SANDPOINT — A recently-installed generator at the waste treatment facility is saving the city a tidy sum on utility bills — and it didn’t cost a dime.
A new machine installed at the treatment plant in August is using methane produced during the system’s process as a means to generate power. A combined heat and power generator, the new addition stands to save the city an estimated $40,000 a year in electrical costs, said City Planner Jeremy Grimm. The purchase and installation of the machine was funded through American Recovery and Reinvestment Act dollars distributed to the Idaho Department of Energy.
“We looked at several different options, and this gave us the biggest return for lowest upfront cost,” Grimm said.
When Grimm and other city staff learned that they had been awarded the grant to use for efficiency projects, they began investigating the money’s possible uses. They checked out approaches like solar panels and other measures before investigating the possibility of installing a woody biomass generator as for energy creation. The approach seemed promising until staff discovered it posed an issue for environmental regulations.
“As we got further into it, we learned that to meet air quality standards, we would need to add a very expensive precipitator,” Grimm said.
With the woody biomass project nixed, city staff reoriented the project toward methane power generation. The region’s waste water treatment system uses digesters in which microorganisms break down biodegradable material. These digesters require precise heating to function properly.
“They work a lot like human stomachs,” Grimm said. “When the bacteria in there processes waste, it produces methane as a byproduct.”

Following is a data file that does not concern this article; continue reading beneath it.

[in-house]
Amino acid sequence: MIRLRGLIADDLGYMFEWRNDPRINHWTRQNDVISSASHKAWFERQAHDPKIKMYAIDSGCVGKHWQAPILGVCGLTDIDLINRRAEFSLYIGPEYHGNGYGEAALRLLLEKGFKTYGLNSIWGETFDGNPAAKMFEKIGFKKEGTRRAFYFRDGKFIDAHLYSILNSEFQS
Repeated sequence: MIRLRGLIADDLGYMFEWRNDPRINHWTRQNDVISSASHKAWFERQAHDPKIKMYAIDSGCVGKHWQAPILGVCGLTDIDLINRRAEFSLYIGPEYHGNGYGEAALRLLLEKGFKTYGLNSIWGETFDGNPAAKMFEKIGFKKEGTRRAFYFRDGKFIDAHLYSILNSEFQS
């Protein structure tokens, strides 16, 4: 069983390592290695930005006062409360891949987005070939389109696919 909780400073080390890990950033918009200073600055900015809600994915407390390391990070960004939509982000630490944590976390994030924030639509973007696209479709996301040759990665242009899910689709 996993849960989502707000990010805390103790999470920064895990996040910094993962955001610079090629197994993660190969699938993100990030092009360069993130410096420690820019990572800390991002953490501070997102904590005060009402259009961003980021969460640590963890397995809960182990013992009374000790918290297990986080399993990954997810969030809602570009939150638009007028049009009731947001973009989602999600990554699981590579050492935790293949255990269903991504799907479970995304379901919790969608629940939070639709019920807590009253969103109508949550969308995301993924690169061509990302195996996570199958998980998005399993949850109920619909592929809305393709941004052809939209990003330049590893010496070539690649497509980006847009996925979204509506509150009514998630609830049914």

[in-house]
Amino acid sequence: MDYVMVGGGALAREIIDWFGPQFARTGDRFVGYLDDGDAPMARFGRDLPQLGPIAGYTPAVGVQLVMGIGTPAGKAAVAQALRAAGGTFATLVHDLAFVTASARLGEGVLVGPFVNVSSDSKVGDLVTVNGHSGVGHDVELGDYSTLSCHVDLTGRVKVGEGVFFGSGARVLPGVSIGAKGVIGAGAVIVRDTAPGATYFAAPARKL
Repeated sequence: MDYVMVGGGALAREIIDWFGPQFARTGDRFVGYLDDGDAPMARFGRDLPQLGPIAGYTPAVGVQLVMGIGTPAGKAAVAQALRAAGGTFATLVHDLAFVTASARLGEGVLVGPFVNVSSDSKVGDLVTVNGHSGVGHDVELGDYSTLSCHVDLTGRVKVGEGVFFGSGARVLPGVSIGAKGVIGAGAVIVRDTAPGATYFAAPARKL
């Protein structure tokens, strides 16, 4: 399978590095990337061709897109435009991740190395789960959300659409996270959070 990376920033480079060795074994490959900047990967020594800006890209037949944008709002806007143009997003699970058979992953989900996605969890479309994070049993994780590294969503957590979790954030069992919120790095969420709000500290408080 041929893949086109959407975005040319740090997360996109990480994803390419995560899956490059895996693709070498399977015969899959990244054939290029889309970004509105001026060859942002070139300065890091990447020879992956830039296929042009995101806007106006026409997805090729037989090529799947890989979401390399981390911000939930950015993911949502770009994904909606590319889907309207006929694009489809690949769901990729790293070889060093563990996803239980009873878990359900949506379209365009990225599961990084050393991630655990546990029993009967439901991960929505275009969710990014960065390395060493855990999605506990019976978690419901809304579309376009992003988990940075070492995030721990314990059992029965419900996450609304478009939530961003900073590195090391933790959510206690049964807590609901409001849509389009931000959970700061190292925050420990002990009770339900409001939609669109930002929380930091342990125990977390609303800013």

The methane was previously treated as a waste product with no practical benefits. However, in an odd reversal, staff members are now researching ways to increase the level of methane produced by the system. They used some of the grant money to build a titration system that provides a range of benefits. For one thing, it allows companies like Litehouse and Laughing Dog Brewery to dump their high-strength waste, which they previously paid to have removed, at local locations. That saves both them and the city money, because staff can then measure the waste out in spurts to produce a great deal more methane. And more methane means more savings.
“We’re still trying to find that perfect recipe for producing methane,” Grimm said.
Between study costs and the actual machinery purchases and installation, the entire project cost about $250,000, a sum covered by the federal grant. If savings estimations prove accurate, the machine should cover those costs in a matter of years.
“We may explore the opportunity to build another CHP generator a few years down the road,” Grimm said.